By Jamie Mcginnes
..Meet the proud mother of the first live Sumatran rhino born in captivity in Indonesian history.
These heart-melting pictures show 12-year-old Ratu tenderly caring for her as yet unnamed two-day old son.
Standing at just nine inches tall the tiny rhino is currently the size of a puppy - yet one day could weigh a whopping 125 stone.
Adorable: Sumatran rhinoceros Ratu is shown tenderly caring for her as yet unnamed two-day old son
Big plans: Standing at just nine inches tall, the tiny rhino is currently the size of a puppy - yet one day could weigh a whopping 125 stone
The newborn rhino's weight is not yet known because vets caring for him at the Sumatran Rhino Sanctuary at Way Kambas National Park cannot get near the youngster for fear of his protective mother, who could attack if she felt her offspring was threatened.
Ratu gave birth after suffering two previous miscarriages.
Indonesian Forestry Minister Zulkifli Hasan explained the significance of the birth in the context of breeding Sumatran rhinos across Asia.
He said: 'This birth will increase the confidence of the international community.
'[It] will no doubt help government efforts to preserve endangered species like the Sumatran rhino, but also other now rare creatures that once existed all across Indonesia.'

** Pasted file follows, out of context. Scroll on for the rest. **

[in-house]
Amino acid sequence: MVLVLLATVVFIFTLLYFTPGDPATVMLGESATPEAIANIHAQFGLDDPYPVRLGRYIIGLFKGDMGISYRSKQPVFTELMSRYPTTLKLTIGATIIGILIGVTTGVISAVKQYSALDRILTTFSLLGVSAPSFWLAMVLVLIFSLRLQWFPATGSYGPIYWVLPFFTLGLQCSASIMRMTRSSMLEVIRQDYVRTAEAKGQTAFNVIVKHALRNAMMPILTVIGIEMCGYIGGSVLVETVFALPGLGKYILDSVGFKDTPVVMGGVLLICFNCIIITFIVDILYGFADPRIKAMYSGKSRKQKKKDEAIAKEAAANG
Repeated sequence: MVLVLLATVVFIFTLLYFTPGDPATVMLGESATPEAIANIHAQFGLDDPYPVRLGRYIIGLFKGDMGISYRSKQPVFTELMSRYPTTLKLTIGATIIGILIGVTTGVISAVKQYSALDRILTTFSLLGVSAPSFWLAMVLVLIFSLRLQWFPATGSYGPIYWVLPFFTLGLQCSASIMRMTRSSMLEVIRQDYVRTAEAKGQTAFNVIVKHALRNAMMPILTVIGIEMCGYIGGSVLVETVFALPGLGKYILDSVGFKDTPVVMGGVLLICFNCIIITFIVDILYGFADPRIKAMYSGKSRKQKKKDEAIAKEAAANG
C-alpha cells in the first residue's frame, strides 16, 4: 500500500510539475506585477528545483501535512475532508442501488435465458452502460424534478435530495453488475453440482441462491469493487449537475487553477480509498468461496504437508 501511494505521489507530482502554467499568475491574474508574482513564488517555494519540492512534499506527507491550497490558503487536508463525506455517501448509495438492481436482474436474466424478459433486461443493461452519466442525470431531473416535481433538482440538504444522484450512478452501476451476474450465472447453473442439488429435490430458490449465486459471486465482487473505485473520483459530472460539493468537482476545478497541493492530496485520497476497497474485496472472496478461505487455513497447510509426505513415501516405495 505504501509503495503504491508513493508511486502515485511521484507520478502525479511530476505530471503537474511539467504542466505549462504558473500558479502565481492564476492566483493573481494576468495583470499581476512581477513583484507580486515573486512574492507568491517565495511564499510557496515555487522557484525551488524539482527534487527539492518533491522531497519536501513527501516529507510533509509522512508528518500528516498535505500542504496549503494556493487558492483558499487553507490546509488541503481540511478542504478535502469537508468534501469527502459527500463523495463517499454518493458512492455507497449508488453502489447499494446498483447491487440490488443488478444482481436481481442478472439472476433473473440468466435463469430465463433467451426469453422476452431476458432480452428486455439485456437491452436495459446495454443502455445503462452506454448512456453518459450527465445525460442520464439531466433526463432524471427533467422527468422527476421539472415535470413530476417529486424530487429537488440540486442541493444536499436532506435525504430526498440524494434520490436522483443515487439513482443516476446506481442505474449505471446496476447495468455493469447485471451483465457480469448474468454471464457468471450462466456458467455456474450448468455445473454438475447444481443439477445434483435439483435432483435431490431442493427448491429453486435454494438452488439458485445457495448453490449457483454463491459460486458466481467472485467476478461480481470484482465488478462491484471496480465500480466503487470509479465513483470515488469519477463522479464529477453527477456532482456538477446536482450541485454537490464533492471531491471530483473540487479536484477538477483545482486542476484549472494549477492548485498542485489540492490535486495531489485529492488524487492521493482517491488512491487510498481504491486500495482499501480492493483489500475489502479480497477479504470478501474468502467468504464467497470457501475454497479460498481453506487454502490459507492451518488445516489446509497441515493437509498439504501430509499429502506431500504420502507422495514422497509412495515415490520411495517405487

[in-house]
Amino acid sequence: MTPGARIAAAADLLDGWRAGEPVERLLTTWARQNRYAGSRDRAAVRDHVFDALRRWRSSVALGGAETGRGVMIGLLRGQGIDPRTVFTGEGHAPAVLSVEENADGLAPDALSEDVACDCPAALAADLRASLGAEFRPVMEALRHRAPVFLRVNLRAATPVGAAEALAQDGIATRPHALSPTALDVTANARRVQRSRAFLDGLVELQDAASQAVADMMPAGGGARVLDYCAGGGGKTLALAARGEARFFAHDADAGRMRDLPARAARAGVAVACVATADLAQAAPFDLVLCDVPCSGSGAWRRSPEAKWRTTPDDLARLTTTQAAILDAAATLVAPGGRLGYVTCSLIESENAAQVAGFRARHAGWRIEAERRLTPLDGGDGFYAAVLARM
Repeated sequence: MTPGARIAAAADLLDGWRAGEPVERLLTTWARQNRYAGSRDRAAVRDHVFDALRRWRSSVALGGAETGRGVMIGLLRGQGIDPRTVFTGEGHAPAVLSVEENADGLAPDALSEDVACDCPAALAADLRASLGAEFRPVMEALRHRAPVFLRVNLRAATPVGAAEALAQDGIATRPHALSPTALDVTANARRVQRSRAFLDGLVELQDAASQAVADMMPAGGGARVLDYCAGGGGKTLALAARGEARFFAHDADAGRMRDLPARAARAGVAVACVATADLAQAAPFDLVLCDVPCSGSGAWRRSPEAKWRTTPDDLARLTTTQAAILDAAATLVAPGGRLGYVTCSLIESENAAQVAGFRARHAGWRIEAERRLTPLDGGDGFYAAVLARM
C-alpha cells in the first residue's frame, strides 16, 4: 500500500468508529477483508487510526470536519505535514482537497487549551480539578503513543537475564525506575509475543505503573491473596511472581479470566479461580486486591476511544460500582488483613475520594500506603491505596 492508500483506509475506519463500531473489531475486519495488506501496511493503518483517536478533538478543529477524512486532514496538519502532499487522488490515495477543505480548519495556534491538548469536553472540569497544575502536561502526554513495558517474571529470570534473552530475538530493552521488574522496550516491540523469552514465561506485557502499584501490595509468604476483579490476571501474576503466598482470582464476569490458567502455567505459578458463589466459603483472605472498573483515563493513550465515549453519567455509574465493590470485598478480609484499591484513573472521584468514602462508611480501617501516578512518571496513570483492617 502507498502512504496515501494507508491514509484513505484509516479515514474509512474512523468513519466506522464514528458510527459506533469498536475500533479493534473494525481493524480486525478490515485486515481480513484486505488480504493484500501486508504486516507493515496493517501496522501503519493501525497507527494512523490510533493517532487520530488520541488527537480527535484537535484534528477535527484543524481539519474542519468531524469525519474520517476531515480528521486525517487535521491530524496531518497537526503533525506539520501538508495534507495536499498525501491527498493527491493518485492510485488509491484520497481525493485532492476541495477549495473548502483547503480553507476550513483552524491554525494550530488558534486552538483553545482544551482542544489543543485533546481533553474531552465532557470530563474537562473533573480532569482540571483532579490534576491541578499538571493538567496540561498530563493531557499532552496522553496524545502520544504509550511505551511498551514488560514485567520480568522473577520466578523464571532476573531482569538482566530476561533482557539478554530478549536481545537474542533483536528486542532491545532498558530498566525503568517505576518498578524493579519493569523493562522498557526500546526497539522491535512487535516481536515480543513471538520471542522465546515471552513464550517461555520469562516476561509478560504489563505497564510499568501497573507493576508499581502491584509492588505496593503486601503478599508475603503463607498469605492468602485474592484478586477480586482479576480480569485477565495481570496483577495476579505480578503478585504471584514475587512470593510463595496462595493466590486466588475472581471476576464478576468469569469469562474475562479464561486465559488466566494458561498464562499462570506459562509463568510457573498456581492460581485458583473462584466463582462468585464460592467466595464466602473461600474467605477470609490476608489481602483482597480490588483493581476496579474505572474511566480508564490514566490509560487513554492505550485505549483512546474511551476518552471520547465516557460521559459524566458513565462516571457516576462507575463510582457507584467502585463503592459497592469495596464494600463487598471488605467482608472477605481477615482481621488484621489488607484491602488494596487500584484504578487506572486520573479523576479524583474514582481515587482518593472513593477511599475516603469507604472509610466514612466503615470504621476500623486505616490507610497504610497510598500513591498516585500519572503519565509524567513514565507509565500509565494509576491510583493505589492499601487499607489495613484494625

Protective: The newborn rhino's weight is not yet known because vets caring for him at the Sumatran Rhino Sanctuary cannot get near as his mother could attack if she felt he was threatened
It is only the fourth known case of a Sumatran rhino being born in captivity in 100 years.
The creatures - one of the world's most endangered species - are critically at risk in the wild, with just 170 thought to survive in the forests of the Indonesian island of Sumatra.
It is possible another 50 of the rare animals live in the Malaysian-administered part of Borneo called Sabah.
High hopes: The baby creature is only the fourth known case of a Sumatran rhino being born in captivity in 100 years
Snuggled up: Ratu relaxes with her baby son at the Sumatran Rhino Sanctuary, in Way Kambas National Park, Indonesia
The major threats to the survival of the Sumatran rhinoceros are poaching, loss of habitat and the difficulty such a small population has in finding mates to breed successfully.
Their numbers have slumped by 50% in just 20 years.
Each breeding pair can roam more than 5,000 hectares of forest and they are highly territorial - with encounters between the mighty beasts often turning into pitched battles for space.
Sumatran rhinos have been successfully bred in developed nations before.
This baby rhino's father, Andalas,11, was himself the world's first captive bred Sumatran rhino when he was born in 2001.
Andalas, who is not pictured because he is not yet allowed near his son, was born at Cincinnati zoo in America.
Future prospects: The baby's father, Andalas, (not pictured) was himself the world's first captive bred Sumatran rhino when he was born in 2001
Tuesday, June 26, 2012
By Jamie Mcginnes